What is Hydrocephalus?

A diagnosis of Hydrocephalus can be extremely worrying. However, with the right treatment and careful clinical care, you can still lead a relatively normal life for years to come. Here, we explain exactly what your diagnosis means, and what kind of treatment you can expect. At Sophysa, our aim is to provide you with valuable information that you can discuss with your medical team, and what kind of prognosis you may have as a result of new and innovative treatments that are now available, including surgery and implanted shunt systems.

What is happening to me?

An introduction to Hydrocephalus

You have been diagnosed with Hydrocephalus which is a disease which results from the accumulation of Cerebrospinal Fluid (CSF) into the brain ventricles. There are several types and forms of Hydrocephalus, as well as different therapies and treatments which can include everything from drugs to surgery.

Hydrocephalus is an incurable disease which must be treated permanently to relieve pain and minimize the effect of disorders. Surgery and implantation of a valve (also called a shunt) is one possible treatment.

Before explaining to you what a shunt is, let’s look closer at what Hydrocephalus really means.

What is Hydrocephalus ?

The word hydrocephalus comes from two classical Greek words: húdôr (hydro) which means “water” and kephalě (cephalus) which means “head”.

Today, the term hydrocephalus indicates an excess of fluid within the cranium. This is a pathological condition which occurs as a result of an imbalance between the production and absorption of this fluid, the Cerebrospinal Fluid – CSF.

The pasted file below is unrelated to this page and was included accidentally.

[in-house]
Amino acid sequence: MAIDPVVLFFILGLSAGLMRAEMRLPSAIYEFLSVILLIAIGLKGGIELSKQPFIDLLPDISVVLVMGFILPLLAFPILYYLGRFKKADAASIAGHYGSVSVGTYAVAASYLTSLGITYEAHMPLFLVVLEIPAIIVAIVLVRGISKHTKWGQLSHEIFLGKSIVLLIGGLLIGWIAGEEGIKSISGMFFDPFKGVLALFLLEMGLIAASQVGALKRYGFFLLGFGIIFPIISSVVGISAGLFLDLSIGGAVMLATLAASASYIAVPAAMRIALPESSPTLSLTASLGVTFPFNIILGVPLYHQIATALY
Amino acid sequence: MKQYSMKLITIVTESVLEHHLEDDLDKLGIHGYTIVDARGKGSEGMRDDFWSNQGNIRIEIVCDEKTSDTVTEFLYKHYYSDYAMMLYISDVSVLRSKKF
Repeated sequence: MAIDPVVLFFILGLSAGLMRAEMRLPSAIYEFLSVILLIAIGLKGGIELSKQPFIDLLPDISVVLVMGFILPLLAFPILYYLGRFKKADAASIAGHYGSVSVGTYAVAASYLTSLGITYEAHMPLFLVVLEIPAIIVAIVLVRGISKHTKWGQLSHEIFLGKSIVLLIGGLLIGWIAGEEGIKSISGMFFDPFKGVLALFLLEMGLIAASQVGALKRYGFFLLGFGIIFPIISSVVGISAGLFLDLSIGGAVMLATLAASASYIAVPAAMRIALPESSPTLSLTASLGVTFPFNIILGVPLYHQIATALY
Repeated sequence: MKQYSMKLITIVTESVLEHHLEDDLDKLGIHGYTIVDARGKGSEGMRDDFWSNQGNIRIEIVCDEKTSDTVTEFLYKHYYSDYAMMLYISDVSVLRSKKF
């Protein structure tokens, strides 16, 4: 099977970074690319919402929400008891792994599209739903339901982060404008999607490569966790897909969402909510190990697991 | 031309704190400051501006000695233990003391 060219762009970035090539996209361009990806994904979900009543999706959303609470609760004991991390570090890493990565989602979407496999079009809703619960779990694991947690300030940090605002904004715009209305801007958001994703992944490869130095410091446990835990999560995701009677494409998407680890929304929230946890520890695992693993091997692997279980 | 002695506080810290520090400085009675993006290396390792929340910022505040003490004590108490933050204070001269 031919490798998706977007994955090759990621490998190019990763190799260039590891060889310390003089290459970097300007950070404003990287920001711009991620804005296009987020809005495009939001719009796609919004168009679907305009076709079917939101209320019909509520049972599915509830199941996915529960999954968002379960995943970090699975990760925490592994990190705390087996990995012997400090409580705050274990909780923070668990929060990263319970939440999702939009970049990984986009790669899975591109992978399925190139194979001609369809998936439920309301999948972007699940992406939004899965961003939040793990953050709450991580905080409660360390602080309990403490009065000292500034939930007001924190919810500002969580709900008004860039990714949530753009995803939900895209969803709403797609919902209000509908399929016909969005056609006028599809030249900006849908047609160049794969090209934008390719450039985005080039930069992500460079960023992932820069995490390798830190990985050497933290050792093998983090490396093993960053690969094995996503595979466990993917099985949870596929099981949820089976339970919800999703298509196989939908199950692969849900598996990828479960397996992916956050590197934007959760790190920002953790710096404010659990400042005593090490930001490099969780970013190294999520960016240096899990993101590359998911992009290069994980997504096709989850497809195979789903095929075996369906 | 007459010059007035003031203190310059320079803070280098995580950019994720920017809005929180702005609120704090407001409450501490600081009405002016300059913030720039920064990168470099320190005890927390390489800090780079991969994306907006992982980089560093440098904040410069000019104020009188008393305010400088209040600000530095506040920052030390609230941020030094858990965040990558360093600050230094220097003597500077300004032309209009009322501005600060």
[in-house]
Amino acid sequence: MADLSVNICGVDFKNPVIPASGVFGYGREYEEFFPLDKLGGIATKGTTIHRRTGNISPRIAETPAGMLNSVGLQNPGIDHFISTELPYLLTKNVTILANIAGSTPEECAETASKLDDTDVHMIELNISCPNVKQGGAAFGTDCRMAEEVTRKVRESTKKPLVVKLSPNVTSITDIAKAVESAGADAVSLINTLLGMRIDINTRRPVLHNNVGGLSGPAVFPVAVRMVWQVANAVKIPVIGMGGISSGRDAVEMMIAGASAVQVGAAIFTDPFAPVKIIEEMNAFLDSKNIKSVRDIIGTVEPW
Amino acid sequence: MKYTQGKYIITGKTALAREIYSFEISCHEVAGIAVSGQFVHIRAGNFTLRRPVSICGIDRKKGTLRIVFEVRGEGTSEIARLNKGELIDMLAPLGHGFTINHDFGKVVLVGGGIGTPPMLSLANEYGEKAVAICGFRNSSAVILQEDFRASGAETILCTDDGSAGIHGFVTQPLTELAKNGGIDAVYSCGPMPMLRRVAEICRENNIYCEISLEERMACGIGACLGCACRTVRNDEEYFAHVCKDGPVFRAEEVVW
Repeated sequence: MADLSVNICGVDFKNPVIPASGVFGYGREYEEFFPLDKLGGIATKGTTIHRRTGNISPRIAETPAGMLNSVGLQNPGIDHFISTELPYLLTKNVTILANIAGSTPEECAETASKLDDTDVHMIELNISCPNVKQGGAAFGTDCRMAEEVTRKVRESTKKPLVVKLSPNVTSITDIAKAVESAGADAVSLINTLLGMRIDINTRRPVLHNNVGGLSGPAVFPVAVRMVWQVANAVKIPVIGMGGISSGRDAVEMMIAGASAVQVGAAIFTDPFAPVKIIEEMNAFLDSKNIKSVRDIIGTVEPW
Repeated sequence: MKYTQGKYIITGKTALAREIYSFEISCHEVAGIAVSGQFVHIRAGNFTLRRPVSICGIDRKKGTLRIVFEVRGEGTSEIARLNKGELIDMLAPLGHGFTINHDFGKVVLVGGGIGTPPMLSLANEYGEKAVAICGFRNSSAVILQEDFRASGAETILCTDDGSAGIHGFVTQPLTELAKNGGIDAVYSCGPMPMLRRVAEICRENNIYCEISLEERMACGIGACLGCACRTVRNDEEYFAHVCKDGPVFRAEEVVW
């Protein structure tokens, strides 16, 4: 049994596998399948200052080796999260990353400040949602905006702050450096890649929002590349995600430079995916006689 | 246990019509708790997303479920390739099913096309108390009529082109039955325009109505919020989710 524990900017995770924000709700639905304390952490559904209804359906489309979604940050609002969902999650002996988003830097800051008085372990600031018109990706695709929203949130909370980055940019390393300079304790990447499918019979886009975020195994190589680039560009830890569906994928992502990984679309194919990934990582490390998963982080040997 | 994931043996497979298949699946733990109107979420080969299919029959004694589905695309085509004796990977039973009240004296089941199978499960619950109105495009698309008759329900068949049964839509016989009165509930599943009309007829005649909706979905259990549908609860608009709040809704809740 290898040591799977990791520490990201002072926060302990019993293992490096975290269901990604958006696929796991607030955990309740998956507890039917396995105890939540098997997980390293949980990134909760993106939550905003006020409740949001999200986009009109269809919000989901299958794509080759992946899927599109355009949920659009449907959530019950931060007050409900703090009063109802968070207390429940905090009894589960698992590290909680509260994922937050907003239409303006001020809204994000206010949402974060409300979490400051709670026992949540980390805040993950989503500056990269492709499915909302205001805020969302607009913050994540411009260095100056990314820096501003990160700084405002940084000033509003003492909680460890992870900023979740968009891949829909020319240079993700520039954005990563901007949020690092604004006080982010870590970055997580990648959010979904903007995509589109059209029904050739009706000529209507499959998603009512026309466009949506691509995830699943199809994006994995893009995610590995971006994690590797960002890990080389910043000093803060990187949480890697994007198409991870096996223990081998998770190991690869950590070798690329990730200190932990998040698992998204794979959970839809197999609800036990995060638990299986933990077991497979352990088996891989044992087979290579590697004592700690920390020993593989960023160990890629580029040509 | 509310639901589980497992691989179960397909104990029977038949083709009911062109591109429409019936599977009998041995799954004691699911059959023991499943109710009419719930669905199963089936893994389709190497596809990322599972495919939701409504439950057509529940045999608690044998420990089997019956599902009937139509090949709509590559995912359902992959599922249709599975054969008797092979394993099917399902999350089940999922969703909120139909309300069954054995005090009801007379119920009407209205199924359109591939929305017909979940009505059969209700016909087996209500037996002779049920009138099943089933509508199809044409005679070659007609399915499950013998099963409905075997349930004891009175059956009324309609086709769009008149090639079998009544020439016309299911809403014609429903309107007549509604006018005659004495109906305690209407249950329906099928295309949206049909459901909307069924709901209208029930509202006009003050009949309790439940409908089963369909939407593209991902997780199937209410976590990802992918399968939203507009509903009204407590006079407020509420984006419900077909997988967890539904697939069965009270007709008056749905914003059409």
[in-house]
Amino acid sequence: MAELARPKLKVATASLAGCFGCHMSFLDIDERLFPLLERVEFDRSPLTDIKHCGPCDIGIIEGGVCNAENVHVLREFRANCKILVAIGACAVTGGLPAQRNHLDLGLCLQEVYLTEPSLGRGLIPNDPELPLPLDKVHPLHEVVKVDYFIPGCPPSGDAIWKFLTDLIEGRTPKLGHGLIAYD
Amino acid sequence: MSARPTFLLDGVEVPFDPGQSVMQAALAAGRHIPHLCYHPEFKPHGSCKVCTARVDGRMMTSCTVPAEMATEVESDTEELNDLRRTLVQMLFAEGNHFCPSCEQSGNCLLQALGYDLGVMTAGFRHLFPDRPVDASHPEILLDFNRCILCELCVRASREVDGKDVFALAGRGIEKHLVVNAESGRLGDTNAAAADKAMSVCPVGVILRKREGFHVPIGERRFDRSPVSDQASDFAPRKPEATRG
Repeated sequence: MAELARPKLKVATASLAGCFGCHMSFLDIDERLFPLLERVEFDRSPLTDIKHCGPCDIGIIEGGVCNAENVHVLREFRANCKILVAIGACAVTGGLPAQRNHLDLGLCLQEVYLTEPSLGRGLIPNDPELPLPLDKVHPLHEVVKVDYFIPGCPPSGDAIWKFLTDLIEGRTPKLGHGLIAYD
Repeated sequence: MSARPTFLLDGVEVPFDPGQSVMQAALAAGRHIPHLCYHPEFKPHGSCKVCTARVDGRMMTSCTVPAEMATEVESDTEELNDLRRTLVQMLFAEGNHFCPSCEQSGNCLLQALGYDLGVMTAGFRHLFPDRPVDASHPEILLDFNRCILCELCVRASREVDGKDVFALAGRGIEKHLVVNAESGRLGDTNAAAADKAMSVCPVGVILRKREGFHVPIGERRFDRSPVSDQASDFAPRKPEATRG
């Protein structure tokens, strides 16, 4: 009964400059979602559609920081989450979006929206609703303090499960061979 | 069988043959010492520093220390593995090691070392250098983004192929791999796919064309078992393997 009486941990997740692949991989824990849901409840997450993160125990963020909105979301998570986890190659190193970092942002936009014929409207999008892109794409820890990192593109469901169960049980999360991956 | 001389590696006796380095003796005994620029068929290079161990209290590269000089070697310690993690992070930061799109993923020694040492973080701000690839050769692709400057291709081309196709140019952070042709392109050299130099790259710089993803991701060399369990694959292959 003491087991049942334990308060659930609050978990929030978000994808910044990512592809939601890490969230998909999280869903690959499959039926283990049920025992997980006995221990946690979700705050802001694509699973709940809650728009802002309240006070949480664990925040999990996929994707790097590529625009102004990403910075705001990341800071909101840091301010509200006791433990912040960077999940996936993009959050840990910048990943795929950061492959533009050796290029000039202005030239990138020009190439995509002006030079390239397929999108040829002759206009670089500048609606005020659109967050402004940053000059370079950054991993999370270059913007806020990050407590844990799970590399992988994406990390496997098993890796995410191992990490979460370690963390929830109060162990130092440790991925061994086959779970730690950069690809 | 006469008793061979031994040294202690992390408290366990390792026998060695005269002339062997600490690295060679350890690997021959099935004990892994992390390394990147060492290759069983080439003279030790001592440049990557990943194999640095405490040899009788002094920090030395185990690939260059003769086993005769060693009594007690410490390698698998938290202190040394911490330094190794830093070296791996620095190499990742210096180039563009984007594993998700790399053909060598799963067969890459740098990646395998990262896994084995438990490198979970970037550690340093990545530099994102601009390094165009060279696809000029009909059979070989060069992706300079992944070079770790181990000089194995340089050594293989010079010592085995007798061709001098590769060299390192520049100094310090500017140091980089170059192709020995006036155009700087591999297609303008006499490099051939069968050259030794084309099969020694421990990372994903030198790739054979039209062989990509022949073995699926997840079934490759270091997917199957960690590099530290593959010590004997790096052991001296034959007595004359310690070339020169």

Under normal conditions, circulation and absorption of the CSF create a perfect equilibrium between secretion and absorption of CSF. The average CSF pressure (often called intracranial pressure (ICP)) in adults when lying down is 80-200 mmH2O (6 to 15 mmHg). The pressure is almost zero or even negative when standing up.

But this equilibrium can be disrupted, causing Hydrocephalus. The condition only develops if the CSF is unable to leave the ventricular cavities or if its absorption is disturbed. The excess CSF will remain in the ventricles, which become much bigger.

As the size of the cranium is fixed (except for children up to around 18 months of age in whom the fontanelles are still open), any increase in the volume of fluid within the ventricles affects the brain. This can lead to the development of neurological symptoms due to an increase in the intracranial pressure (ICP), depending on brain compliance for instance.

Symptoms are different between adults and infants, and depend on the patient’s age. Infants and young children, whose cranial bones have not yet completely fused together, will have symptoms different from those of adults.

The clinical manifestations of hydrocephalus occur as a result of ventricular dilatation and of the increased pressure within the cranium.

The usual symptoms of hydrocephalus in infants include:

  • abnormal increase in head circumference and bulging fontanelles
  • downward shift in gaze (sunset eyes)
  • dilatation of the veins on the surface of the cranium
  • vomiting and behavioural difficulties (irritability, drowsiness, etc.) or even seizures.

Depending on the cause, raised intracranial pressure may produce different signs in older children and adults. The major signs are:

  • Headaches and vomiting
  • Visual disturbance (blurred vision, double vision, etc.) With papilloedema (a swelling of the optic disc), which is seen when the fundus of the eye is examined